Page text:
Interviews

We Pay Statutory Royalties to those who create the music-Achille Forler, Founder, SyncMama

We Pay Statutory Royalties to those who create the music-Achille Forler, Founder, SyncMama

Achille Forler is the founder and managing director of the Indian-based sound design agency Music Curator and member of the advisory board of the The Indian Performing (& Mechanical) Right Society. He founded Deep Emotions PublishingIndia’s first full-service music publishing company in 1995, which was acquired by Universal Music Publishing in 2012. From 2012-2016 he was managing director of Universal Music Publishing, India, but left Universal to establish the sound design agency Music Curator with branches in Thane/India and Lisbon/Portugal.

SyncMama features music from almost 6,000 professional musicians. The company is constantly expanding its repertoire to meet the needs of a broad spectrum of content creators while maintaining the most competitive pricing. SyncMama’s audio search engine, copyright management tools, and royalty distribution are powered by artificial intelligence and automation.Music is the hidden driver of the digital revolution. Be it social media content, podcasts, gaming apps, OTT platforms, edutech tutorials, or a simple Powerpoint presentation, excellent background music amplifies their impact. With Sync Mama, even the smallest or most remote content creators can use the music of composers who work with the world’s most successful films and TV shows.In a freewheeling chat with Achille Forler he talks about music business,SyncMama and more.Excerpts from an edited interview:

Q1. Hello, Tell us about your music business journey?

A.It started in the early Nineties when I was Attaché for Film, Broadcasting, and Music in the French Embassy in Delhi. Several French productions, “Oxygen” (Jean-Michel Jarre), “Yeke Yeke” (Mory Kanté), “Soul Makossa” (Manu Dibango), and “Didi” (Khaled ), were massive hits in India. I made a market study of the music industry to find potential partners for French labels when I realized that no collaboration was possible. Local labels worked outside the global royalty system. Music creators were forced to part with their copyright, but the record labels did not administer them. As a result, everybody in the royalty chain was losing out. The same was true for the film industry.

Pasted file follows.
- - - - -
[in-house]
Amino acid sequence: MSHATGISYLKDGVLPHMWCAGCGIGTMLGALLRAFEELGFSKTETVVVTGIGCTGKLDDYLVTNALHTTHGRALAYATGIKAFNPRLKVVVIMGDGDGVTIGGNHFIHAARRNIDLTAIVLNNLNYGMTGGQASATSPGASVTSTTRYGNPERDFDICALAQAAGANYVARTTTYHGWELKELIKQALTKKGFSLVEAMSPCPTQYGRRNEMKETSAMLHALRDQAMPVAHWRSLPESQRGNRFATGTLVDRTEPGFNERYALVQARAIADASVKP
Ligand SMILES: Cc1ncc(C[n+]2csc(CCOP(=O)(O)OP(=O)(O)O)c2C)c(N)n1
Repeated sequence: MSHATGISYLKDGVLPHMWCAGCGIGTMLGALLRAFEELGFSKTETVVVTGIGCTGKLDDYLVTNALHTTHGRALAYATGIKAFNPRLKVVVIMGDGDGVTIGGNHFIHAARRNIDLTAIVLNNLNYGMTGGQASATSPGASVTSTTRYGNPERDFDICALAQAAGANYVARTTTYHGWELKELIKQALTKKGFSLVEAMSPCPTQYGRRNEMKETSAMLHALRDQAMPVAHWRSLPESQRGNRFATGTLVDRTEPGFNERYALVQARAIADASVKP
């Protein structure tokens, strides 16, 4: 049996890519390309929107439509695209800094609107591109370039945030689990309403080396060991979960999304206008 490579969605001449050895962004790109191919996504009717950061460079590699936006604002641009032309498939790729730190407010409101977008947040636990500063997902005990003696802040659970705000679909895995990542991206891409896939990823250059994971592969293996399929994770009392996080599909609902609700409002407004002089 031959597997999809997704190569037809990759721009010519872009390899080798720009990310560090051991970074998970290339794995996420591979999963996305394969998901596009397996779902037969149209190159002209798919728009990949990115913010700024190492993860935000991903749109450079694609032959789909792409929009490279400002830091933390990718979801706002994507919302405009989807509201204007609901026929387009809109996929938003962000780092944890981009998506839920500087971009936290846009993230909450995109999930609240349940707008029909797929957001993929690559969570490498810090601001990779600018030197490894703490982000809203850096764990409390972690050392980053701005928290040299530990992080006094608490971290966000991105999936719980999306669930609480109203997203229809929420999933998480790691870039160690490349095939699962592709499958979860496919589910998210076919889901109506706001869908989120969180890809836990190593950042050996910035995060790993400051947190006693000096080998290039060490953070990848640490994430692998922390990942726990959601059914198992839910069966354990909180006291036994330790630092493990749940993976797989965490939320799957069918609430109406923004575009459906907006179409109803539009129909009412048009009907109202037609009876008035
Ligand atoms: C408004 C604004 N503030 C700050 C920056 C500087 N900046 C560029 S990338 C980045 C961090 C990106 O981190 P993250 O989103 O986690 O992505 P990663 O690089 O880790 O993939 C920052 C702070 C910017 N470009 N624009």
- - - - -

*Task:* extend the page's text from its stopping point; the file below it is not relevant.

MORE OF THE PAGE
India is one of the few countries whose cultural products — films, music, dance —were appreciated and purchased worldwide. Copyright is the currency for all these industries. Knowing how copyright work and how royalties flow, I saw a business opportunity. I resigned from the foreign service to set up Deep Emotions Publishing, the first music publishing company in the country.

Q2. Tell us about ‘Syncmama,’ the world’s first-ever royalty-included music licensing platform?

A.When I was with Universal Music Publishing, I saw the rise of the UGC market and the inability of our standard licensing process to answer the need for micro-licenses. After that, I became absorbed in my work for the IPRS, but I noticed the rise of ‘royalty-free’ platforms with alarm. The market was split between the incumbents who serve the large traditional users — ad agencies, broadcasters, etc. ¬— and the ‘royalty-free’ newcomers who serve the micro-users — individuals and small professionals.